The Roots of Soft Power: The Trudeau Government, De-NATO-ization and Denuclearization (Queen’s Centre for International Relations, 2005)

The Roots of Soft Power: The Trudeau Government, De-NATO-ization and Denuclearization (Queen’s Centre for International Relations, 2005)



Roots of Soft Power is the first time the public has had access to newly-declassified documents describing the Trudeau Government’s attempts to make Canada neutral during the Cold War and the successful attempt to strip Canada of her offensive nuclear strike force dedicated to the NATO deterrent in the 1960s. This course of action and the realignment of Canadian foreign policy were the first major moves which reduced Canada to a third-rate power from the respected allied partner she was in the 1940s, 50s and 60s. This document is for those who want to understand Canada’s decline on the world stage.

From the Introduction:

The public announcement of a new Canadian national security policy by the Martin government in the spring of 2005 is a significant move away from the dangerous and ineffective ‘soft power’ policies of the 1990s. Implicit in the new policy documents is the understanding that Canadian global influence has waned and that the role of military power in the calculus of that influence is a critical factor in the projection of Canadian interests. In many ways, the new policy is a refutation of ‘soft power’ as championed by former Foreign Minister Lloyd Axworthy and those in the bureaucracy and academic communities who supported him. Indeed, the Axworthy ‘soft power’ doctrine of the 1990s questioned the utility of military power in general and Canadian military power specifically, particularly outside of the UN context. Implicit in the ‘soft power’ argument was that Canada had little or no military power, nor should it. Attempts to retroactively recast Axworthian foreign policy concepts to portray them as less anti-military, after the successful employment of Canadian combat forces in and over Kosovo in 1999-2000 and particularly after operations in Afghanistan, have already started.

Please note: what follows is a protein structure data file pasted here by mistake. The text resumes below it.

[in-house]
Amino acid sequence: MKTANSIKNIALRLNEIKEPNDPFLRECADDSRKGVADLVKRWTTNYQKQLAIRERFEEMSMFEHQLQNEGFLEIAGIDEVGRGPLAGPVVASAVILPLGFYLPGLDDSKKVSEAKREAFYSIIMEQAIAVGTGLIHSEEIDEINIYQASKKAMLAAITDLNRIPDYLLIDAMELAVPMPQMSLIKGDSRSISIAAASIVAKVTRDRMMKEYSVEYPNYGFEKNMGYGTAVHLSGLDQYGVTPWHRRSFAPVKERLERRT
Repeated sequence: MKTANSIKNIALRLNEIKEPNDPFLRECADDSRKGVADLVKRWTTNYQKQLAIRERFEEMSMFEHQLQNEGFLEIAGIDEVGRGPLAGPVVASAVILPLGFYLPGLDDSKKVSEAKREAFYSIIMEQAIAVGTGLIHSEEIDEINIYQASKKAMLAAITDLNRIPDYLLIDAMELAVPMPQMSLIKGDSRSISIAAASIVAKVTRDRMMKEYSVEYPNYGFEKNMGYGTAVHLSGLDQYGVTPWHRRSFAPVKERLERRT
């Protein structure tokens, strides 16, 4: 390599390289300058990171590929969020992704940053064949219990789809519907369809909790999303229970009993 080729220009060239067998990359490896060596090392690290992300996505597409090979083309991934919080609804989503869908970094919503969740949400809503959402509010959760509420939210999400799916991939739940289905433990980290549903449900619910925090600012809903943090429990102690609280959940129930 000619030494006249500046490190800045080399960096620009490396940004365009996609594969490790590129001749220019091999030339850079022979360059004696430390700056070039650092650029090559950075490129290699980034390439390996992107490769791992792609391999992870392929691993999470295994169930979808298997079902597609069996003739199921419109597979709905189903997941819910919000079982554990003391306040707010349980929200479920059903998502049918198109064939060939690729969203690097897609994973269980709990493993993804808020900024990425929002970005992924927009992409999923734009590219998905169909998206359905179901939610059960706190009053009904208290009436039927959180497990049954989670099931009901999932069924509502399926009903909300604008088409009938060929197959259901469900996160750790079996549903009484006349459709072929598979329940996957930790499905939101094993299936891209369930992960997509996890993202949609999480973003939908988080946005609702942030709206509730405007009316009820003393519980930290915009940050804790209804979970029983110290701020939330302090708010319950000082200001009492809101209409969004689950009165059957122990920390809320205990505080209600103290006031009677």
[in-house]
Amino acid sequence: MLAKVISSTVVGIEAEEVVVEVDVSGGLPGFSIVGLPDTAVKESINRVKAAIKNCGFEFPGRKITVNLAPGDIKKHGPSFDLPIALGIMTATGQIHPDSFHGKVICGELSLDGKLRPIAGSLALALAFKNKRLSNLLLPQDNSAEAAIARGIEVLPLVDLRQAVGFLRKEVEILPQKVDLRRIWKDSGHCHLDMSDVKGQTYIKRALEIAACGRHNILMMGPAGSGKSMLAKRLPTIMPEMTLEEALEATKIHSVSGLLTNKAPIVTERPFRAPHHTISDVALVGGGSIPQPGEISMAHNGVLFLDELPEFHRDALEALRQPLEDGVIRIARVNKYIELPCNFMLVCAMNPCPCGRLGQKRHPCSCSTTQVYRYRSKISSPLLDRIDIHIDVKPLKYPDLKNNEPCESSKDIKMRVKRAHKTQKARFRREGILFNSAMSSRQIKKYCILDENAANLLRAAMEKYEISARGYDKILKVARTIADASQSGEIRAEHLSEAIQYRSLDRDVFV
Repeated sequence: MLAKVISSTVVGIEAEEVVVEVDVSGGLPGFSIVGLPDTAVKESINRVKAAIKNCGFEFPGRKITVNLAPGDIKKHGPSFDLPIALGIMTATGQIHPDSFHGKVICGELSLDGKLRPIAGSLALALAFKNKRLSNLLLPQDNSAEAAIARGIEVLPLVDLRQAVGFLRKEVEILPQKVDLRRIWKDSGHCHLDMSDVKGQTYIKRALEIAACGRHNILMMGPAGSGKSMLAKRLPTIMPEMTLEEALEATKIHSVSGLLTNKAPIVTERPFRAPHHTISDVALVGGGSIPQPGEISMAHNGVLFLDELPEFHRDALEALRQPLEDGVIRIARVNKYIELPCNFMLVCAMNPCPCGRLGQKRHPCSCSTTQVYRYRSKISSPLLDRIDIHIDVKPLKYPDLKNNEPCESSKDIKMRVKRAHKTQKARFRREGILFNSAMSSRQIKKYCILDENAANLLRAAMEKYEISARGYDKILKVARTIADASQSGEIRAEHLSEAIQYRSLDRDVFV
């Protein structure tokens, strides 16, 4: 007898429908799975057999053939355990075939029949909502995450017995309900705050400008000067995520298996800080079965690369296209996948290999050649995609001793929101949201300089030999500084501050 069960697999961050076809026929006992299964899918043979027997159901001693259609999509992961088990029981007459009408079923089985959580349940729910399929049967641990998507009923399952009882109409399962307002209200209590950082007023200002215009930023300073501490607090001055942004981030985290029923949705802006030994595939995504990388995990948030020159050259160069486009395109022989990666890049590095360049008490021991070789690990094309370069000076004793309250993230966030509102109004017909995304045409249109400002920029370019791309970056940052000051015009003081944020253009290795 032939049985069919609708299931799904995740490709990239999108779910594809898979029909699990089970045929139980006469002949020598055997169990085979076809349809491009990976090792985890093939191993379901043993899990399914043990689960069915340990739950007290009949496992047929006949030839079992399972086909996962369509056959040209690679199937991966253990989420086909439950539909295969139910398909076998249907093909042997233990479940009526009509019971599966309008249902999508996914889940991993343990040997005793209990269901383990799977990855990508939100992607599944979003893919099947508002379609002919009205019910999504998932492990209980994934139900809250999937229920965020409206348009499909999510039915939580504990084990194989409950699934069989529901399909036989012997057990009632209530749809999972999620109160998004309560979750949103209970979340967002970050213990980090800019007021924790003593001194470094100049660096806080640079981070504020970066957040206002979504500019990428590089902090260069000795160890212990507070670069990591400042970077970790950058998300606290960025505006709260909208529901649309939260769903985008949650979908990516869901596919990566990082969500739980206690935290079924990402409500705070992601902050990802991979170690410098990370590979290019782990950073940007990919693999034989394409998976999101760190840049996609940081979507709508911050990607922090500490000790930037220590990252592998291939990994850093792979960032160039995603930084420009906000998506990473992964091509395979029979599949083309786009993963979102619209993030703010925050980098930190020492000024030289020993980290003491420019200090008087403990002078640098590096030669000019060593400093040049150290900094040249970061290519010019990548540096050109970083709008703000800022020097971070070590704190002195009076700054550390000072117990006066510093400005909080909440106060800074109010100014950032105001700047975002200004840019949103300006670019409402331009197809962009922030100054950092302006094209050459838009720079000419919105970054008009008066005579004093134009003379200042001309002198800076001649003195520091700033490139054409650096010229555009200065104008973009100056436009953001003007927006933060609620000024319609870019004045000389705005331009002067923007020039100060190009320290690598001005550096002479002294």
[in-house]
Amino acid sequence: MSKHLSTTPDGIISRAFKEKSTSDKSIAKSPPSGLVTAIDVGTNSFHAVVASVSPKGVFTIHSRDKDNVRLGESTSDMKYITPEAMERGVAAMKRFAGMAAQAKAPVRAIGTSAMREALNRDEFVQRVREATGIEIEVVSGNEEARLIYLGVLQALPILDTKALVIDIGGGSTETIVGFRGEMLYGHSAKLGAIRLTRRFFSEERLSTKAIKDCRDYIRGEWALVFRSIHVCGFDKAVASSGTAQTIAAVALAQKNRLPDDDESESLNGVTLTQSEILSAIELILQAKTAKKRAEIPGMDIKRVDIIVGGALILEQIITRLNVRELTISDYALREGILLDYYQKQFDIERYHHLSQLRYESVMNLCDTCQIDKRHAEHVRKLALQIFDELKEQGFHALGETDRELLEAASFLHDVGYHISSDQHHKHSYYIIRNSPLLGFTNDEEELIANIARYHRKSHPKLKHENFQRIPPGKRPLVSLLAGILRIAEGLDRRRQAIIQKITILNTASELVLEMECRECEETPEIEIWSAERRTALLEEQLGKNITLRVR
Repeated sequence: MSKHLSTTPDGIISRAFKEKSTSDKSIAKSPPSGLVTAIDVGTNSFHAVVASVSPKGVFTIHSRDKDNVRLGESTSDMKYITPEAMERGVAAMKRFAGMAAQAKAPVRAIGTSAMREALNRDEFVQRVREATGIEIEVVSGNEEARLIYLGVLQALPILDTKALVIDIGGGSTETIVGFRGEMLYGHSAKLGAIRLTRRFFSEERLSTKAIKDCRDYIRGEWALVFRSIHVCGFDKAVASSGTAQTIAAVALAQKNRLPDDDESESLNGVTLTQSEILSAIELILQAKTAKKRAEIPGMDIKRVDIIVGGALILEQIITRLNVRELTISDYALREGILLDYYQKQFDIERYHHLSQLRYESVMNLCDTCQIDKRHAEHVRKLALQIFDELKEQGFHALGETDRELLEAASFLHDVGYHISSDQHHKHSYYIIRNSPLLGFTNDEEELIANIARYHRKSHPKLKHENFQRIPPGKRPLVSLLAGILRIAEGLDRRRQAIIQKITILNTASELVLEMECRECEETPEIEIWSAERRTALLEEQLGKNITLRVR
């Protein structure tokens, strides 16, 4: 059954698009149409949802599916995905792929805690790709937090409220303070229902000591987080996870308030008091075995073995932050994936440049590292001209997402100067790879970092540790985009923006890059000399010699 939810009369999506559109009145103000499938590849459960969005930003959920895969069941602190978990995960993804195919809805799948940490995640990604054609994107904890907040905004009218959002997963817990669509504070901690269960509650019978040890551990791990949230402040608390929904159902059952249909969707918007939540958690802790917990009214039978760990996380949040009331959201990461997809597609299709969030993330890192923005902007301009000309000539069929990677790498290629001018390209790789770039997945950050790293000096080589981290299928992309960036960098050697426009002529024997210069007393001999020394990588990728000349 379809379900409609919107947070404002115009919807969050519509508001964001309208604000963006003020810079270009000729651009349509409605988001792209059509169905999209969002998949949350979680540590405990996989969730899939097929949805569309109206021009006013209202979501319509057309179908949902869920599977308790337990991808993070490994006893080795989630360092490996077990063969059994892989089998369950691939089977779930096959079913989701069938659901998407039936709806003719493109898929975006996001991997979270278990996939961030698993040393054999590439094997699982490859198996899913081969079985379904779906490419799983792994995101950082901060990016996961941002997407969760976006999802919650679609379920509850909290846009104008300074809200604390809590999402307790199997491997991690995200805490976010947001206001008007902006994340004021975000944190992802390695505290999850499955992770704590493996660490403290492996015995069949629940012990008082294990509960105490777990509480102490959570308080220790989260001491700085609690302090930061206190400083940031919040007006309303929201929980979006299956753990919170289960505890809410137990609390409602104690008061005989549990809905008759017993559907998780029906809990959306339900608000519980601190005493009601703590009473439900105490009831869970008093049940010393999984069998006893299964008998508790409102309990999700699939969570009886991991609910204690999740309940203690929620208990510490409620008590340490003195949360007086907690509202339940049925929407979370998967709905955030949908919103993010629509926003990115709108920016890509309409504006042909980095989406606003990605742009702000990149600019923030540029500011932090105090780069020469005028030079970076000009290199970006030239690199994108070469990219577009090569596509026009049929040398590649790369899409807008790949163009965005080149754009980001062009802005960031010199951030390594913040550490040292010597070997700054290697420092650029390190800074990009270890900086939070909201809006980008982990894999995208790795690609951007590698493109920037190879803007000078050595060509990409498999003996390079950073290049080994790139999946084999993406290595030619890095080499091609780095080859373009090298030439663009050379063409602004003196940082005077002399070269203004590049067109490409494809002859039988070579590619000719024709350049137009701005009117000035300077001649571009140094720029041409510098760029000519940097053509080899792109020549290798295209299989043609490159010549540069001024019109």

Though there was a significant draw-down of the Canadian Forces in the 1990s, the dramatic de-emphasis of Canadian military power as a policy tool actually started under the Trudeau government, though it had as its underpinnings Pearson-era national security policies in which an alternative force structure designed for Third World intervention was proposed but not funded. The first moves, once the Trudeau government took power in 1968, were to distance Canada from NATO, and then remove Canada’s nuclear weapons capability. The emphasis on the Third Option in Canadian foreign policy after 1971 to distance Canada from the United States and Europe, plus dramatically-reduced funding for the remaining conventional Canadian Forces in the 1970s, built on these decisions.

Taken together, these were the distant foundations of ‘soft power’ in the 1990s. ‘Soft Power’ in the Axworthian sense was a policy based on weakness, not strength, and based on a utopian UN-centric world with a neutral Canada operating in it regardless of the practical realities involved in the exercise of global power. In the late 1960s and early 1970s, Trudeau-era tampering with a painstakingly-constructed national security structure dramatically weakened Canadian power in almost all of its forms and sought to propel Canada into the “non-aligned” camp during the Cold War.


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